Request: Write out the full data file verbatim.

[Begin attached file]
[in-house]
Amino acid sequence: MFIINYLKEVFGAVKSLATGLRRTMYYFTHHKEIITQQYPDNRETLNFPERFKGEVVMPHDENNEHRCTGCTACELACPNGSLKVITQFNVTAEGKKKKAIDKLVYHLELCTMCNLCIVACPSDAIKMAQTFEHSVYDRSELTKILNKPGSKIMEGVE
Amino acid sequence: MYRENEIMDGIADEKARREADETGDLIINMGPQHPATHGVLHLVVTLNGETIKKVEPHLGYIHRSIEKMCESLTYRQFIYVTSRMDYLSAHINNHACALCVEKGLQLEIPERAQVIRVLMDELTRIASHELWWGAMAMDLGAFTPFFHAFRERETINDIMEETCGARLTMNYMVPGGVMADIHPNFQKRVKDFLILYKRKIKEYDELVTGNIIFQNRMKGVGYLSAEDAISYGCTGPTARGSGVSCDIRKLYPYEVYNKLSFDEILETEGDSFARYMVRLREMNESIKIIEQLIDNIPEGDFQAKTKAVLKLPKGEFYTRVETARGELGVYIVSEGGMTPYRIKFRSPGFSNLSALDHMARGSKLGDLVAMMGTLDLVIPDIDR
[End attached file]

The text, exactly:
[in-house]
Amino acid sequence: MFIINYLKEVFGAVKSLATGLRRTMYYFTHHKEIITQQYPDNRETLNFPERFKGEVVMPHDENNEHRCTGCTACELACPNGSLKVITQFNVTAEGKKKKAIDKLVYHLELCTMCNLCIVACPSDAIKMAQTFEHSVYDRSELTKILNKPGSKIMEGVE
Amino acid sequence: MYRENEIMDGIADEKARREADETGDLIINMGPQHPATHGVLHLVVTLNGETIKKVEPHLGYIHRSIEKMCESLTYRQFIYVTSRMDYLSAHINNHACALCVEKGLQLEIPERAQVIRVLMDELTRIASHELWWGAMAMDLGAFTPFFHAFRERETINDIMEETCGARLTMNYMVPGGVMADIHPNFQKRVKDFLILYKRKIKEYDELVTGNIIFQNRMKGVGYLSAEDAISYGCTGPTARGSGVSCDIRKLYPYEVYNKLSFDEILETEGDSFARYMVRLREMNESIKIIEQLIDNIPEGDFQAKTKAVLKLPKGEFYTRVETARGELGVYIVSEGGMTPYRIKFRSPGFSNLSALDHMARGSKLGDLVAMMGTLDLVIPDIDR